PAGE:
Kenya: Somali Refugees Must Not Be Forcibly Returned from Dadaab

A nurse from MSF's maternity ward in Dagahaley Hospital attends Su´ado Mohamed Arab and her child.
Tom Maruko
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NAIROBI/GENEVA—Calls by Kenyan officials to close a sprawling refugee camp in northeastern Kenya housing hundreds of thousands of people from Somalia will have dramatic and life-threatening consequences, the international medical humanitarian organization Doctors Without Borders/Médecins Sans Frontières (MSF) warned today.

Current conditions in the Dadaab Refugee Camp do not allow for a safe and dignified return of the refugees to Somalia, and the Kenyan government and international community should increase aid and security for Somali refugees living within Kenya’s borders, MSF said. Officials are calling for the camp to be closed within three months and for its inhabitants to be forcibly returned to Somalia.

"Such a drastic measure in an impossibly short time frame would deprive generations of refugees of any choices for their future," said Charles Gaudry, MSF’s head of mission in Kenya. "This is a move that would punish hundreds of thousands of people, forcing them to return to a country where safety and medical care is far from guaranteed, and in some places is nonexistent."

The refugee camp, currently home to some 350,000 people, is the largest in the world. For more than 20 years, it has been home to generations of Somalis who have fled a country embroiled in conflict. MSF operates a 100-bed hospital and four health posts in Dagahaley camp, one of the five camps that make up the Dadaab camp complex.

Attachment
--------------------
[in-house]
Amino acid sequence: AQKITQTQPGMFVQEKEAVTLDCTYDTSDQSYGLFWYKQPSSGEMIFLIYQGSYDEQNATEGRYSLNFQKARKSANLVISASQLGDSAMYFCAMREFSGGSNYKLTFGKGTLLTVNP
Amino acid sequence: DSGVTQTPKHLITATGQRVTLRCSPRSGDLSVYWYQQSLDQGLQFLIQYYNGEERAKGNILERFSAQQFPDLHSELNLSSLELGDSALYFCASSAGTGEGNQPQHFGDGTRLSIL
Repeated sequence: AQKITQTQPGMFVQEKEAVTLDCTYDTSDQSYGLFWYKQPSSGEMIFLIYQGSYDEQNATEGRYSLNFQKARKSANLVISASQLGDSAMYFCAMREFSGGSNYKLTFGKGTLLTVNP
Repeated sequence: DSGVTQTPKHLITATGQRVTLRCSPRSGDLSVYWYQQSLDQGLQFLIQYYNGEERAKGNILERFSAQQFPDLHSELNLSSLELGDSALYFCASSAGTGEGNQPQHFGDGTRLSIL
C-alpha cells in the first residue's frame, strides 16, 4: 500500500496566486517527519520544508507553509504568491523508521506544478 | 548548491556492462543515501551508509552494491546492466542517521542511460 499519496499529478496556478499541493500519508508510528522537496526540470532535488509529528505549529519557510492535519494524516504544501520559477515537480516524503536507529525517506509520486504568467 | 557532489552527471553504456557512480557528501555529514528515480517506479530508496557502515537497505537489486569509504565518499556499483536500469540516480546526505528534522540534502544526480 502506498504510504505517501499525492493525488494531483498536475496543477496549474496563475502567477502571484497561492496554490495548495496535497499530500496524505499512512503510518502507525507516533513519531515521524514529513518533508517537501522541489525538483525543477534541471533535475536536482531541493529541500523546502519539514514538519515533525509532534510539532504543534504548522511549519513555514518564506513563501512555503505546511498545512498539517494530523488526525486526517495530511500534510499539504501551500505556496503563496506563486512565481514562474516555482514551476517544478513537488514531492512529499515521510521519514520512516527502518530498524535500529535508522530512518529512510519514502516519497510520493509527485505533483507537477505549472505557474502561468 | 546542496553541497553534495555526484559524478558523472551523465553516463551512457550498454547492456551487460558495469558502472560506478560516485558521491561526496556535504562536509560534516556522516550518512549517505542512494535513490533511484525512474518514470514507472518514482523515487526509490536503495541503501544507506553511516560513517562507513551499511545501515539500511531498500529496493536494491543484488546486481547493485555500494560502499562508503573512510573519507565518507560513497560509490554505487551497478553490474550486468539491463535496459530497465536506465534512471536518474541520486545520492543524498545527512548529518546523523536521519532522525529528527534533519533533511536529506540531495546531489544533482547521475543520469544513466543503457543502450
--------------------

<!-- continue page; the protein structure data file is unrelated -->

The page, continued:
Humanitarian assistance in the camps has been reduced over recent years due to increasing insecurity and a decrease in funding received by many aid organizations. Despite this, Dadaab still offers a safer refuge than Somalia.

"Somalia is no place to return to," said Abdul Hussein, a refugee who spoke with MSF in late March. "The same problem that brought us to Dadaab still exists there. People have nowhere to live. They have nothing."

"Forcibly returning refugees to a war-torn country is not a solution," Gaudry said. "Instead, the government of Kenya and the international community must work together to help and protect Somali refugees who have sought shelter in Kenya."

MSF has been working in Dadaab for 20 years and is currently the only provider of medical care in Dagahaley camp. In 2014, MSF provided 180,000 outpatient consultations, admitted 12,000 people as inpatients, provided 12,000 antenatal consultations, and delivered 3,240 babies in Dagahaley camp. In the aftermath of the Garissa University attacks on April 2, MSF deployed a team from Dadaab to support Garissa hospital in treating the wounded, and provided medical assistance at Garissa airport, where hundreds of students had been evacuated.

A nurse from MSF's maternity ward in Dagahaley Hospital attends Su´ado Mohamed Arab and her child.
Tom Maruko